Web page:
Barb, to me a moderator is in place to keep the peace… is there something on the forum that needs moderation in your view? Please explain.

          1. Lonie,

            Moderators answer questions. We have good moderators on this site. Plus, Dr. Greger answers questions in the Q&A’s and in his long format.

            I don’t think they would have a budget for an official moderator.

            He mentioned that just access to the site for studies is $50,000.

            Not to mention keeping a website up and the fact that there are 12 or 13 staff members and videos get made, etc.

            1. We have good moderators on this site.
              That was my thinking as well in re: “Moderators answer questions.”

              I was just questioning why Barb thought we needed a full time paid moderator?

              1. I don’t know what Barb is looking for.

                I just know that there is a cost/benefit ratio and they have to figure out what they would gain versus what they spend.

                The moderators do show up and give good answers and the other people on the site are also adding to those conversations and one more voice might gain something but maybe not.

                The conflict on the site has stopped. Half the topics used to be knock-down-drag-out fights. Hundreds of arguments just on dairy. Now it is already just a shorthand of a few people.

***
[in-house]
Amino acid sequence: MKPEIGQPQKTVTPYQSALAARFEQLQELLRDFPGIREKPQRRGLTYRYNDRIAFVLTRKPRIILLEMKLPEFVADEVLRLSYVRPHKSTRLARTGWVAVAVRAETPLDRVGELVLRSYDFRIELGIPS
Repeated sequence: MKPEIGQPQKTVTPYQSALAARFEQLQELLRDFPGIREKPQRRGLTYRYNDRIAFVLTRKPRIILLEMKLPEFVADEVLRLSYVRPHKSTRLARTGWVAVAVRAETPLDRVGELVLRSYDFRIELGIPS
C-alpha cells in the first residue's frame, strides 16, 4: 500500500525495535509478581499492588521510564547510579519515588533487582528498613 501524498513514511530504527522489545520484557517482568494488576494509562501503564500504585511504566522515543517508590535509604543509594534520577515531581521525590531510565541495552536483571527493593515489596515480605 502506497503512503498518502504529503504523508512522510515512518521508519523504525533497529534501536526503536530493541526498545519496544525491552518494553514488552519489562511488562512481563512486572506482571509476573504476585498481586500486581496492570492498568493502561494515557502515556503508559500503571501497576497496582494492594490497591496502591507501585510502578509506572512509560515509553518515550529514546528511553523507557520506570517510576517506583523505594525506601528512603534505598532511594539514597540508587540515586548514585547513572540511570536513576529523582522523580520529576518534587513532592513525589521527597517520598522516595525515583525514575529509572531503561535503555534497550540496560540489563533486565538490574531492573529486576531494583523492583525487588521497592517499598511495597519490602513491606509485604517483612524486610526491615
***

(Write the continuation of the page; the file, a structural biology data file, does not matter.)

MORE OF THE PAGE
Reality Bites would like it if a moderator would come and micromanage all of the comments and make sure everybody would stay on topic, but most of the absolutely most passionate, faithful, useful to the conversation people on the site do go off topic and add so much new that it would be a real shame if that happened.

                1. “… would like it if a moderator would come and micromanage all of the comments and make sure everybody would stay on topic, but most of the absolutely most passionate, faithful, useful to the conversation people on the site do go off topic and add so much new that it would be a real shame if that happened.”
                  I completely agree. I’ve often wondered why the topic of the day left more things up in the air rather than being more encompassing.

                  I think that may be by design in order to create more discussion, leading to more varied cinemascope type answers and thus more information dispersed.

                  Staying on topic just leads to shorter comments discussion.

                  1. I agree, Lonie.

                    Also, what I would call “controlling moderation” where there is a moderator who analyzes every sentence and makes qualitative decisions would be very time-consuming and would also stifle conversation and would end up with “enemies of NF” out there like the vegans who rebel and become carnivores and you know it is because they are trying to come against the leaders.

                    The fact that the moderators are all doctors and he would have to decide which one to pay and that already could get messy and he could lose the rest of them and maybe offend somebody in that mess, too.

                    Going back to how many people are crying out for it, a few people would like it very much.

                    Many, many, many more have cried out against the software format of the video series where Dr. Greger swings across the screen with the article the audience is trying to read tucked neatly behind his shoulder.